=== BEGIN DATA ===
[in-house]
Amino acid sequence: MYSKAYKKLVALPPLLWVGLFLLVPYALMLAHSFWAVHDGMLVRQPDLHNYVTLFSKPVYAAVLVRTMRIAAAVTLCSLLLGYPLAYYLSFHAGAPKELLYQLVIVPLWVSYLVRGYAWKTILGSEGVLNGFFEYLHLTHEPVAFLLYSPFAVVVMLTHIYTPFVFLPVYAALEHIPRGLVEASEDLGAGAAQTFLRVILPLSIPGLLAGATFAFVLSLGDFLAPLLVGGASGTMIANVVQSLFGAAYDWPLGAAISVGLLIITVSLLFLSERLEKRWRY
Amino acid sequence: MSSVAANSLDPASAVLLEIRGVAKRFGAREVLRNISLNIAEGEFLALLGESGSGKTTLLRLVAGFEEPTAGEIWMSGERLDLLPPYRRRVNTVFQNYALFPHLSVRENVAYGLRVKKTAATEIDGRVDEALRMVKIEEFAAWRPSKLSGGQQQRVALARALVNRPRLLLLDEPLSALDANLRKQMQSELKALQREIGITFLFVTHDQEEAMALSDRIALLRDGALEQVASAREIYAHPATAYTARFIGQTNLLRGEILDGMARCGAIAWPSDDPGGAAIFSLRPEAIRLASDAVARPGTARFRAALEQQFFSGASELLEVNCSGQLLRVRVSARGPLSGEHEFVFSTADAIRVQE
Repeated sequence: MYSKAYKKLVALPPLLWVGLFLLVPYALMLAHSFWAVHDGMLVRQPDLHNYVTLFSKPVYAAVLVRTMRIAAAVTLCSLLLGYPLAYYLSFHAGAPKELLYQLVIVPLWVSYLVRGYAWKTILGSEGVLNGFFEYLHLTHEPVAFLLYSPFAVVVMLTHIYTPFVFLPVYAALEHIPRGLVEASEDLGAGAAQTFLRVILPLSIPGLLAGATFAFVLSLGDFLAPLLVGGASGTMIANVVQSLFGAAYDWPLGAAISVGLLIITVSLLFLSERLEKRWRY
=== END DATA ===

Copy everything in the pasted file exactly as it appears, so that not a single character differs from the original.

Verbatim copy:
[in-house]
Amino acid sequence: MYSKAYKKLVALPPLLWVGLFLLVPYALMLAHSFWAVHDGMLVRQPDLHNYVTLFSKPVYAAVLVRTMRIAAAVTLCSLLLGYPLAYYLSFHAGAPKELLYQLVIVPLWVSYLVRGYAWKTILGSEGVLNGFFEYLHLTHEPVAFLLYSPFAVVVMLTHIYTPFVFLPVYAALEHIPRGLVEASEDLGAGAAQTFLRVILPLSIPGLLAGATFAFVLSLGDFLAPLLVGGASGTMIANVVQSLFGAAYDWPLGAAISVGLLIITVSLLFLSERLEKRWRY
Amino acid sequence: MSSVAANSLDPASAVLLEIRGVAKRFGAREVLRNISLNIAEGEFLALLGESGSGKTTLLRLVAGFEEPTAGEIWMSGERLDLLPPYRRRVNTVFQNYALFPHLSVRENVAYGLRVKKTAATEIDGRVDEALRMVKIEEFAAWRPSKLSGGQQQRVALARALVNRPRLLLLDEPLSALDANLRKQMQSELKALQREIGITFLFVTHDQEEAMALSDRIALLRDGALEQVASAREIYAHPATAYTARFIGQTNLLRGEILDGMARCGAIAWPSDDPGGAAIFSLRPEAIRLASDAVARPGTARFRAALEQQFFSGASELLEVNCSGQLLRVRVSARGPLSGEHEFVFSTADAIRVQE
Repeated sequence: MYSKAYKKLVALPPLLWVGLFLLVPYALMLAHSFWAVHDGMLVRQPDLHNYVTLFSKPVYAAVLVRTMRIAAAVTLCSLLLGYPLAYYLSFHAGAPKELLYQLVIVPLWVSYLVRGYAWKTILGSEGVLNGFFEYLHLTHEPVAFLLYSPFAVVVMLTHIYTPFVFLPVYAALEHIPRGLVEASEDLGAGAAQTFLRVILPLSIPGLLAGATFAFVLSLGDFLAPLLVGGASGTMIANVVQSLFGAAYDWPLGAAISVGLLIITVSLLFLSERLEKRWRY